“Answer: I was given a phonecall there in the evening and my daughter wouldn’t actually speak to me because she was just – she was an emotional wreck and I didn’t want to speak to her, to be honest. I felt so ashamed. I was supposed to be there to protect them and show them what – you do the right thing but yet you do the right thing and I went to jail anyway.

“Question: Were your children able to visit you in prison?

“Answer: I didn’t want them visiting me. That was the only thing I could control and it was hard enough for me to have that memory of me being in jail, they weren’t having that memory of me being in jail. So I refused to see them.”

So what I’ve just read out there is the testimony that explains both the so-called support that was offered by the helpdesk and the Network team and the devastating consequences of that so-called support or lack of on the subpostmasters.

Now, the processes you say for raising disputes didn’t change, but perhaps the point is that they should have changed. So what I want to understand is, given that your programme board was putting in place a system that would remove the suspense account facility so that subpostmasters had to rely on these helpdesk calls and these so-called Network support processes, did anyone on the programme board offer any kind of challenge to the people responsible for those systems, any kind of constructive challenge to find out whether those processes were working?

Susan Harding: No, I don’t recall anybody. I mean, I got a set of requirements from the business, you know, through a series of Network – series of, um, of workshops, and I don’t recall, you know, anybody – in fact, you know, the requirement would have come from the Network to remove the suspense account.

Ms Page: Who was that, then? Who was responsible for the Network?

Susan Harding: I can’t remember who was represented at the time.

Ms Page: Who was on your programme board responsible for the Network?

Susan Harding: I can’t remember. I’d have to –

Ms Page: Do you want to take a bit of time to think about it because you’re saying that this is where it came from; this is who wanted it.

Susan Harding: No, I can’t – I mean, Peter Corbett was my sponsor and it may have come from Peter. He was in Finance, obviously the impact of that. And I know Ann Cruttenden was the representative at the next level. But I – I’m really, really sorry. I mean, my memory is – I have issues with my memory and I just can’t remember who was the Network representative on the programme board.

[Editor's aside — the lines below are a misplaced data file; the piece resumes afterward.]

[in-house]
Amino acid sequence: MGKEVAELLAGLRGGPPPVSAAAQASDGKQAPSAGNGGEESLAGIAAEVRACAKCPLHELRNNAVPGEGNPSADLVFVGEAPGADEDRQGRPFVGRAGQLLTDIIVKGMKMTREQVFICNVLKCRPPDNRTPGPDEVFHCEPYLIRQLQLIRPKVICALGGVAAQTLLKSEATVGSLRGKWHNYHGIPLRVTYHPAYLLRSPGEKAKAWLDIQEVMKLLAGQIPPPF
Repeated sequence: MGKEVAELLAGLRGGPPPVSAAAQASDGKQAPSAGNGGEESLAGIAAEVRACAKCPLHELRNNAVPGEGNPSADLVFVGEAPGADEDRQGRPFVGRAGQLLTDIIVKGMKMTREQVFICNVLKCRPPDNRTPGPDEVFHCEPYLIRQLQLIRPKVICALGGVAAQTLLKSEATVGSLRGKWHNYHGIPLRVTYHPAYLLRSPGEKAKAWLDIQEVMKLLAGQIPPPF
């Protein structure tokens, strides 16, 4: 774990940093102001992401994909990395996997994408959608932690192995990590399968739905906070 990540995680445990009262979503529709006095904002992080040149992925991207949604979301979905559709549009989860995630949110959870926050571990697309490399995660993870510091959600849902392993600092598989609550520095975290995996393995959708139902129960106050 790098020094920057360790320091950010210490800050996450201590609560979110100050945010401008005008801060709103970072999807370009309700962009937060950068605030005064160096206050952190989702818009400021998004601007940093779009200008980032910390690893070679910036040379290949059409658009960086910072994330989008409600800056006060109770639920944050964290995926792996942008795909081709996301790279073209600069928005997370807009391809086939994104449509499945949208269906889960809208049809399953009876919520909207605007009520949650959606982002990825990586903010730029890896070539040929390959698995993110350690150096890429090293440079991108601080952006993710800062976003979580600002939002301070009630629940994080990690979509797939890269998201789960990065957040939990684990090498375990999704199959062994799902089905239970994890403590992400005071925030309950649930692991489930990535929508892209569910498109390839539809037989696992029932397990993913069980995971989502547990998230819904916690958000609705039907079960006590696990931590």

But, you know, it would have been signed off – there was some documents right at the beginning, the business case would certainly have been signed off at – well, it was signed off at the group board level. So it would have gone through all of that process.

Ms Page: Did Peter Corbett offer any sort of challenge to find out whether the Network support was as it should have been?

Susan Harding: Not – I can’t remember.

Ms Page: Well, thank you. Those are my questions.

Susan Harding: Okay.

Sir Wyn Williams: This programme board that you’re giving evidence about, I don’t expect you to remember precisely, but just help me a little. Was this a body which was three, four, five people or a larger body?

Susan Harding: It would probably have been about five or six people. So Peter Corbett was the sponsor so he would have been on there but then the Network would have been represented, and certainly Peter –

Sir Wyn Williams: Can I just stop you there. So Peter Corbett and we’ve got something specific about him, he’s the Finance Director, so if I imagine a Finance line so to speak, he would be the senior person on the board in Finance?

Susan Harding: Yeah, because remembering that the programme was primarily about implementing new system in the back office, a new SAP system, so the losses bit was not a – was a – was a byproduct of the fact that we had to alter the Horizon System. So it wasn’t particularly a big network impact project.

Sir Wyn Williams: No, in general terms, his main concern would have been to reduce losses, but reducing losses was only one part of what it was all about.

Susan Harding: Absolutely, which you saw in the document.

Sir Wyn Williams: Right. I’ve got that. So give me an idea of the equivalence of Peter Corbett in other spheres, if you would, so I can understand the make-up of this board? So you’d have had someone of similar seniority to Peter Corbett from which other departments, if I can put it in that way?

Susan Harding: I honestly can’t – I’m really sorry but I can’t – we would have had somebody from Network. Ann Cruttenden was the next level down because she was the business change manager from Network and –